Havana, Dec 25 (EFE).- Cuba’s state-run power company, Union Electrica (UNE), has no plans to impose any power blackouts due to lack of generating capacity during maximum usage times on Christmas Day.
The heretofore regular blackouts have diminished in recent days – at least in Havana – to create a much better situation than has prevailed to date during 2022, when prolonged power outages were coming virtually every day.
The communist island’s energy crisis has been reflected in blackouts lasting up to 10 hours a day, and much longer in certain parts of the country, a situation that has disgruntled large segments of the population.
The UNE forecast power output of 2,707 megawatts at the afternoon-evening “peak period” on Christmas Day, a period during which maximum demand for electricity ostensibly will be 2,550 MW.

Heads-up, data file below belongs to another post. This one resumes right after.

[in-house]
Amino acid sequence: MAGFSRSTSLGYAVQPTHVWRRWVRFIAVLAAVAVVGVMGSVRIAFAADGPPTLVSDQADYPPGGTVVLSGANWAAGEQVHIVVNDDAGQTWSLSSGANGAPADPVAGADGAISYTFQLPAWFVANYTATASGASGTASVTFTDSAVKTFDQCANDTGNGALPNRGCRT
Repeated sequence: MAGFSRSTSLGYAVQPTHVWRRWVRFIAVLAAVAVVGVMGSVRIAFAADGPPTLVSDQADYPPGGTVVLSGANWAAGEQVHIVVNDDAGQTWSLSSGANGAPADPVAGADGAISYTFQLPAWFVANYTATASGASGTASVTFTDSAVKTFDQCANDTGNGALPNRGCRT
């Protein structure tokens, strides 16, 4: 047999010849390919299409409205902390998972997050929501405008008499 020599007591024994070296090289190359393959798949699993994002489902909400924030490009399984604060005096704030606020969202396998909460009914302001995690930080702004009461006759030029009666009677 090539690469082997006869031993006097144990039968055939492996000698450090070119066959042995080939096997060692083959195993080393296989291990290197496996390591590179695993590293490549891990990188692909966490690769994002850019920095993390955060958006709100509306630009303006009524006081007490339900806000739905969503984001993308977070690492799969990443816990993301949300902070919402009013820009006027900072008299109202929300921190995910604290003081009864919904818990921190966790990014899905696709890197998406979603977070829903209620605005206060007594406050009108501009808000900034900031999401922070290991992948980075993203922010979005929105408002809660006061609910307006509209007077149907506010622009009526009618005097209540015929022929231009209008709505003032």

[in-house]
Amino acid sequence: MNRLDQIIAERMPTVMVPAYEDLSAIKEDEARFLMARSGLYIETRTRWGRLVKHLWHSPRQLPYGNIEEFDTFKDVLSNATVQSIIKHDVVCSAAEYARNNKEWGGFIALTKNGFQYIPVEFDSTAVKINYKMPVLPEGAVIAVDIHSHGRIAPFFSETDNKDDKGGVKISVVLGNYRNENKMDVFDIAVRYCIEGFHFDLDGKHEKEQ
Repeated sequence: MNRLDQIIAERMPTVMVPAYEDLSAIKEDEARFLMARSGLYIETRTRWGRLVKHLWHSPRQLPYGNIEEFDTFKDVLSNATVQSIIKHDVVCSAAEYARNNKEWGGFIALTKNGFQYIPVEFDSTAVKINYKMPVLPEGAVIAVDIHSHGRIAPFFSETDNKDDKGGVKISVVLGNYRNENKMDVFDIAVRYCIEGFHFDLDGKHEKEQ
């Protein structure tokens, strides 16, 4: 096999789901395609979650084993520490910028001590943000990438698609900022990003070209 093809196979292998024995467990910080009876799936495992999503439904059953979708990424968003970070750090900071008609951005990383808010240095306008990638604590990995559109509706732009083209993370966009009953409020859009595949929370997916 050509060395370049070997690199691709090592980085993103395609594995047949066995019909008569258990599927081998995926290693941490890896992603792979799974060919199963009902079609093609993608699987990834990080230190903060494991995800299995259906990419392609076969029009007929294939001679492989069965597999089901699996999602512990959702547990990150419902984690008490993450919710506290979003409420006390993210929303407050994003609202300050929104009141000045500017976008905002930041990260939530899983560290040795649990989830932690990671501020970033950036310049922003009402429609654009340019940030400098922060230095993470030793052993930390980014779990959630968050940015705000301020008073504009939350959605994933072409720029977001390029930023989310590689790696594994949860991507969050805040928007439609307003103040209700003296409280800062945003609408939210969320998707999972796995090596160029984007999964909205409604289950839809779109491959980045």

According to UNE, consumers will not be plagued with any power outages or brownouts, although it warned that there will be a “low level of (electricity) reserves at this time” of 157 MW.
The main causes of the blackouts, the government says, are breakdowns and assorted other difficulties at the island’s aging thermoelectric plants, lack of fuel to generate electricity and scheduled maintenance activities.
Seven of Cuba’s eight power plants are 40 years old or more, and the average age of electricity infrastructure is 30 years.
In September, the Cuban government announced its plan to reduce the frequency of the ongoing power blackouts before yearend by making needed repairs and new investments in the country’s electricity grid.
In July, nationwide protests erupted due to power outages, which increased after Hurricane Ian devastated the island in late September.
The blackouts were one of the main reasons for the anti-government protests that broke out on July 11, 2021, the largest outpouring of public anger in decades.